In the early hours of Friday May 22, the Connecticut State Senate made history and voted to abolish the death penalty in Connecticut. Thanks to the efforts of people around Connecticut, the bill is now moving to Gov. Rell. Unfortunately, she has stated that she will veto the bill. We are closer then ever and we have a small window of opportunity to change her mind so we need to let her know that the people of Connecticut support abolishing the death penalty. Please e-mail Gov. Rell now and urge her to abolish the death penalty!
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The death penalty does not work. It is not a deterrent; costs taxpayers far more than life in prison, and discriminates on the basis of socioeconomic status, race and geography. It will only take a few minutes to write the Governor and we've provided a letter for you to send or you can compose your own. Click here to send your letter.
We've seen innocent people who've spent years in prison be set free after the work of Connecticut's Innocence Project. As long as Connecticut has the death penalty, there is always the chance we will execute an innocent person. We are closer than ever before to abolishing the death penalty- please help us by e-mailing Gov. Rell now and then forward this link to your friends and post it to your Facebook or MySpace page urging people to contact the Governor to abolish the death penalty.
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Some facts about the Death Penalty
The Death Penalty Kills the Innocent:
Since 1976, 123 death-row prisoners have been released because they were innocent. In addition, at least seven people have been executed since 1976 even though they were probably innocent.1 Wrongful convictions often result from false confessions, which are frequent among people with mental retardation, mistaken eyewitnesses, jail house snitches, junk science and prosecutorial abuse.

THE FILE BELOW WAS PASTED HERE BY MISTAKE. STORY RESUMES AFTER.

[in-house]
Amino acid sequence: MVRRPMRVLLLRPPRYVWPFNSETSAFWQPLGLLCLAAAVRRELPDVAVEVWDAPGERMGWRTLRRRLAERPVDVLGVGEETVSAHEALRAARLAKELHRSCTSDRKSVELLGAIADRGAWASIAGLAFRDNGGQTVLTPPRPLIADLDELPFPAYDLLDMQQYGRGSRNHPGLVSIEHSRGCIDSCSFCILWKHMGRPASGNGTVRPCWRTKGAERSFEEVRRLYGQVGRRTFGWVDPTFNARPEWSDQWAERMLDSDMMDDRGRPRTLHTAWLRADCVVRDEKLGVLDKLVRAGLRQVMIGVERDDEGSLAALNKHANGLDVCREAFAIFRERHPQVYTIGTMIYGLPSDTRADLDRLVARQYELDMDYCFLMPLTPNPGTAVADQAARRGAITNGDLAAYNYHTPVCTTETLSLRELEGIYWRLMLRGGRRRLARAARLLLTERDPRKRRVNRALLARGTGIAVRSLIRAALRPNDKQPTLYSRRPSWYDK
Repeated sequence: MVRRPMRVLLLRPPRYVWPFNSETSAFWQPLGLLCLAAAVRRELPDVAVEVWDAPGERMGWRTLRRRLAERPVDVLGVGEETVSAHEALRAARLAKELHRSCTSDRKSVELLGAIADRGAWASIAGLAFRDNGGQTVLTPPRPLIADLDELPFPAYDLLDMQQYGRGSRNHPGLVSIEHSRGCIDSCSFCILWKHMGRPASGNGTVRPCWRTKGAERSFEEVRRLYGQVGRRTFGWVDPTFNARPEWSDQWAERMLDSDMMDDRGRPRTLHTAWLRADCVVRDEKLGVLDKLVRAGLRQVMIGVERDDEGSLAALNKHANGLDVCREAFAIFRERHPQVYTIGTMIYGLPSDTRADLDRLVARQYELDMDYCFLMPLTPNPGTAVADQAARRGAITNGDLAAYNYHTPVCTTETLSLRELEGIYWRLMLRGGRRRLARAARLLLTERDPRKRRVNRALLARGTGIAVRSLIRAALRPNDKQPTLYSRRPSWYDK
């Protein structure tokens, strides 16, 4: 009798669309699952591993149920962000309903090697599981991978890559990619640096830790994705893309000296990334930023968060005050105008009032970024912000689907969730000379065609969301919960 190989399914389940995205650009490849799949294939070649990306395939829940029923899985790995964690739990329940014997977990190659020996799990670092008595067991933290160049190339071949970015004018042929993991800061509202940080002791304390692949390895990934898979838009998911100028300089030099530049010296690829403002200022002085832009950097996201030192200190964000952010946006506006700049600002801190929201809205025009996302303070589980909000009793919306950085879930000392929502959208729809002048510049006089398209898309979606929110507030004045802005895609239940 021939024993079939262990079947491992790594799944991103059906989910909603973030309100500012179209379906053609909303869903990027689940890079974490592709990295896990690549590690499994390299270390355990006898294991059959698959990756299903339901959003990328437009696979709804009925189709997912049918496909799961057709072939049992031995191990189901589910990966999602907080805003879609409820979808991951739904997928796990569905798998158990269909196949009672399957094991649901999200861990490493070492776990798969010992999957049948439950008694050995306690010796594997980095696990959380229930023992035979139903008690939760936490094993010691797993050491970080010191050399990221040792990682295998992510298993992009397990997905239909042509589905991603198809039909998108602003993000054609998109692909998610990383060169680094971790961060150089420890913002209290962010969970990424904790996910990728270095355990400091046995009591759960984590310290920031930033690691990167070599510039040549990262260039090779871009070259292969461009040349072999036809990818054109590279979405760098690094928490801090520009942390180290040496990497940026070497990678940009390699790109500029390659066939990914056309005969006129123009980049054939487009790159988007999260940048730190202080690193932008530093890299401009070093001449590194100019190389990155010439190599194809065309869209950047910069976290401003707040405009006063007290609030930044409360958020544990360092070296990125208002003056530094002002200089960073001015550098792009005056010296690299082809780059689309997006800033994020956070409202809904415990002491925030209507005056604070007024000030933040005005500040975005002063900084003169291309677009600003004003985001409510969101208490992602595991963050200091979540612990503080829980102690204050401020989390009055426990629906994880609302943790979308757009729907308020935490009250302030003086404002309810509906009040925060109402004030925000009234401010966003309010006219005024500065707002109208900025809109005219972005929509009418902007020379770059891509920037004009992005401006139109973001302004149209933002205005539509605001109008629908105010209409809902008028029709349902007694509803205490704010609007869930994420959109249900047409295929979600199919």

The Death Penalty is Racially Biased and Punishes the Poor:
Most defendants are poor and are forced to depend on incompetent or token representation. Some lawyers have slept or appeared drunk during trials. Those who kill white people are far more likely to get the death penalty than those who kill black people.
The Death Penalty is Unfair:
The death penalty has never been applied fairly across race, class, and gender lines. Who
is sentenced to die often depends on the attitudes of prosecutors, where one is tried, the prejudices of judges and juries, and the abilities and commitment of defense attorneys.
The Death Penalty Cost More than Life in Prison:
Prosecuting a death penalty case is extremely expensive for a state and drains money that could be used for education and social programs. Capital punishment costs more than sentencing a prisoner to life without parole. The most comprehensive death penalty study in the country found that the death penalty cost North Carolina $2.16 million more per execution over the costs of sentencing murderers to life imprisonment. The majority of these costs occur at the trial level.2 In its review of death penalty expenses, the State of Kansas concluded that capital cases are 70% more expensive than comparable non-death penalty cases, including the costs of incarceration.3
The Death Penalty is Not a Deterrent to Crime:
Since 1977 over 80% of all executions have occurred in the South, the region with the highest murder rate. The Northeast, the region with the lowest murder rate, has accounted for less than 1% of the executions. Although the issue of deterrence has been studied extensively, there is no credible evidence that capital punishment deters murder or makes us any safer.
1) Staff of House Subcommittee on Civil and Constitutional Rights on the Judiciary, 103rd Cong., Innocence and the Death Penalty: Assessing the Dangers of Mistaken Executions available at
2) Duke University, May 1993
3) Kansas Performance Audit Report, December 2003
ACLU Capital Punishment Project, http://www.aclu.org/capital/index.html